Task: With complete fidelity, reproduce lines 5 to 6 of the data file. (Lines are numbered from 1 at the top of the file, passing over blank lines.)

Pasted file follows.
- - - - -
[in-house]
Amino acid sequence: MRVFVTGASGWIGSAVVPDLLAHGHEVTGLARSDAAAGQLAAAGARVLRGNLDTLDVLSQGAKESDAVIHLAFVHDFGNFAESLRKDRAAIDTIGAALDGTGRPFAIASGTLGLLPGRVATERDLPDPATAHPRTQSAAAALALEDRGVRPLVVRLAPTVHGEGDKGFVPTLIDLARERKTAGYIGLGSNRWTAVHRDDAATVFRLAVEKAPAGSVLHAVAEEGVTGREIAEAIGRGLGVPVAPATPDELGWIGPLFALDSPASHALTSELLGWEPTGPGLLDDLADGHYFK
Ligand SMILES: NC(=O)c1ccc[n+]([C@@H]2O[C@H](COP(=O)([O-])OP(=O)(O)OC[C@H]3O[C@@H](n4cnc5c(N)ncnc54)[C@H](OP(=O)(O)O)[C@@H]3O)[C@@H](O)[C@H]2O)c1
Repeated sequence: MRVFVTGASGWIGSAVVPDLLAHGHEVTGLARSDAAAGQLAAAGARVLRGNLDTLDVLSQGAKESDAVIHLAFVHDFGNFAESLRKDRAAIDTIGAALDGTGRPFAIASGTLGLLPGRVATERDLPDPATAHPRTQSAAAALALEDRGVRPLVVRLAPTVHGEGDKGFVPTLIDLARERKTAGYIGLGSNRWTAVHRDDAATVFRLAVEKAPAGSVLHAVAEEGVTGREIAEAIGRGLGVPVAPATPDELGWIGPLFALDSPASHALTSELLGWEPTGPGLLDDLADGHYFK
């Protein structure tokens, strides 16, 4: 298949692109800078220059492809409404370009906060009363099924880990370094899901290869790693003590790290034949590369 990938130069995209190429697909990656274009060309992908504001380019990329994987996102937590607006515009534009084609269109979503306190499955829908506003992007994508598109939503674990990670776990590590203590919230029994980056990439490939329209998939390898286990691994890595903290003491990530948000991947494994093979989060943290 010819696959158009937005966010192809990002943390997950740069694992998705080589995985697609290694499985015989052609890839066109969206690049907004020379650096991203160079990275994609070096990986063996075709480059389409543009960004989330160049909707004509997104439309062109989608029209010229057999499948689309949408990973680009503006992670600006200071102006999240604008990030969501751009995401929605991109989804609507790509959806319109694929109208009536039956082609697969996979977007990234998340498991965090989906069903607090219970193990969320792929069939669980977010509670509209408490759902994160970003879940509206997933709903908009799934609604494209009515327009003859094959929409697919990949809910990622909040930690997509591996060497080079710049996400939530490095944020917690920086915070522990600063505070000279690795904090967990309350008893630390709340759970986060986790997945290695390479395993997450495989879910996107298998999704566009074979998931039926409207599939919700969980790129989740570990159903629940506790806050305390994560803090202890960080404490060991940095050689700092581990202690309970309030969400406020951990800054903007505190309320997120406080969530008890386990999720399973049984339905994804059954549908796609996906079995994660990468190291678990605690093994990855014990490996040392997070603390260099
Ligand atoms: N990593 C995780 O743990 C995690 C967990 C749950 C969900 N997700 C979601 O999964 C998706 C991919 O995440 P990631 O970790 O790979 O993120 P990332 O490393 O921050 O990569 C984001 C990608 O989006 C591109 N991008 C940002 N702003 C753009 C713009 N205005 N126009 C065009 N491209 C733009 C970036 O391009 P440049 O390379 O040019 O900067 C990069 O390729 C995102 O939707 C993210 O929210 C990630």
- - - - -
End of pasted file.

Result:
């Protein structure tokens, strides 16, 4: 298949692109800078220059492809409404370009906060009363099924880990370094899901290869790693003590790290034949590369 990938130069995209190429697909990656274009060309992908504001380019990329994987996102937590607006515009534009084609269109979503306190499955829908506003992007994508598109939503674990990670776990590590203590919230029994980056990439490939329209998939390898286990691994890595903290003491990530948000991947494994093979989060943290 010819696959158009937005966010192809990002943390997950740069694992998705080589995985697609290694499985015989052609890839066109969206690049907004020379650096991203160079990275994609070096990986063996075709480059389409543009960004989330160049909707004509997104439309062109989608029209010229057999499948689309949408990973680009503006992670600006200071102006999240604008990030969501751009995401929605991109989804609507790509959806319109694929109208009536039956082609697969996979977007990234998340498991965090989906069903607090219970193990969320792929069939669980977010509670509209408490759902994160970003879940509206997933709903908009799934609604494209009515327009003859094959929409697919990949809910990622909040930690997509591996060497080079710049996400939530490095944020917690920086915070522990600063505070000279690795904090967990309350008893630390709340759970986060986790997945290695390479395993997450495989879910996107298998999704566009074979998931039926409207599939919700969980790129989740570990159903629940506790806050305390994560803090202890960080404490060991940095050689700092581990202690309970309030969400406020951990800054903007505190309320997120406080969530008890386990999720399973049984339905994804059954549908796609996906079995994660990468190291678990605690093994990855014990490996040392997070603390260099
Ligand atoms: N990593 C995780 O743990 C995690 C967990 C749950 C969900 N997700 C979601 O999964 C998706 C991919 O995440 P990631 O970790 O790979 O993120 P990332 O490393 O921050 O990569 C984001 C990608 O989006 C591109 N991008 C940002 N702003 C753009 C713009 N205005 N126009 C065009 N491209 C733009 C970036 O391009 P440049 O390379 O040019 O900067 C990069 O390729 C995102 O939707 C993210 O929210 C990630």